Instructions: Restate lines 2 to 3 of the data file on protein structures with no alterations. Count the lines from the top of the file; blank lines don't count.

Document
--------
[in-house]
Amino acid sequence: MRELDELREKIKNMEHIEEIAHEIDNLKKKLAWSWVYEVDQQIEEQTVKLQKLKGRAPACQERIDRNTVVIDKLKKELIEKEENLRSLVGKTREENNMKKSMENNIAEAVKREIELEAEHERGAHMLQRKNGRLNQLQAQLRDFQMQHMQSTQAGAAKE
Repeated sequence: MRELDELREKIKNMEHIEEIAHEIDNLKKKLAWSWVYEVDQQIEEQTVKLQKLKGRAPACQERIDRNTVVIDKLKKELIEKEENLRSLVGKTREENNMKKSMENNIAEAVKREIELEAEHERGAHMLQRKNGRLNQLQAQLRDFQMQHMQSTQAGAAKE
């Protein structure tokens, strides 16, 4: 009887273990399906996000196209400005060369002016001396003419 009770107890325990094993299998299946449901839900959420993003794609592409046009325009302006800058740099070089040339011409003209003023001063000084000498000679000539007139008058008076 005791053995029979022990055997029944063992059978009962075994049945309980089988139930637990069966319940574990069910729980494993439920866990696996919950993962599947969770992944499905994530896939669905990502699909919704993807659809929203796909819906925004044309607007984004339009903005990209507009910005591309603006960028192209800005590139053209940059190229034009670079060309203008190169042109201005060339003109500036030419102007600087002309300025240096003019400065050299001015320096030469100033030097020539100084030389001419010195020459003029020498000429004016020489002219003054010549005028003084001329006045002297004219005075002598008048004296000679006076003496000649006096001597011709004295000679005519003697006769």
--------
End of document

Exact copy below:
Amino acid sequence: MRELDELREKIKNMEHIEEIAHEIDNLKKKLAWSWVYEVDQQIEEQTVKLQKLKGRAPACQERIDRNTVVIDKLKKELIEKEENLRSLVGKTREENNMKKSMENNIAEAVKREIELEAEHERGAHMLQRKNGRLNQLQAQLRDFQMQHMQSTQAGAAKE
Repeated sequence: MRELDELREKIKNMEHIEEIAHEIDNLKKKLAWSWVYEVDQQIEEQTVKLQKLKGRAPACQERIDRNTVVIDKLKKELIEKEENLRSLVGKTREENNMKKSMENNIAEAVKREIELEAEHERGAHMLQRKNGRLNQLQAQLRDFQMQHMQSTQAGAAKE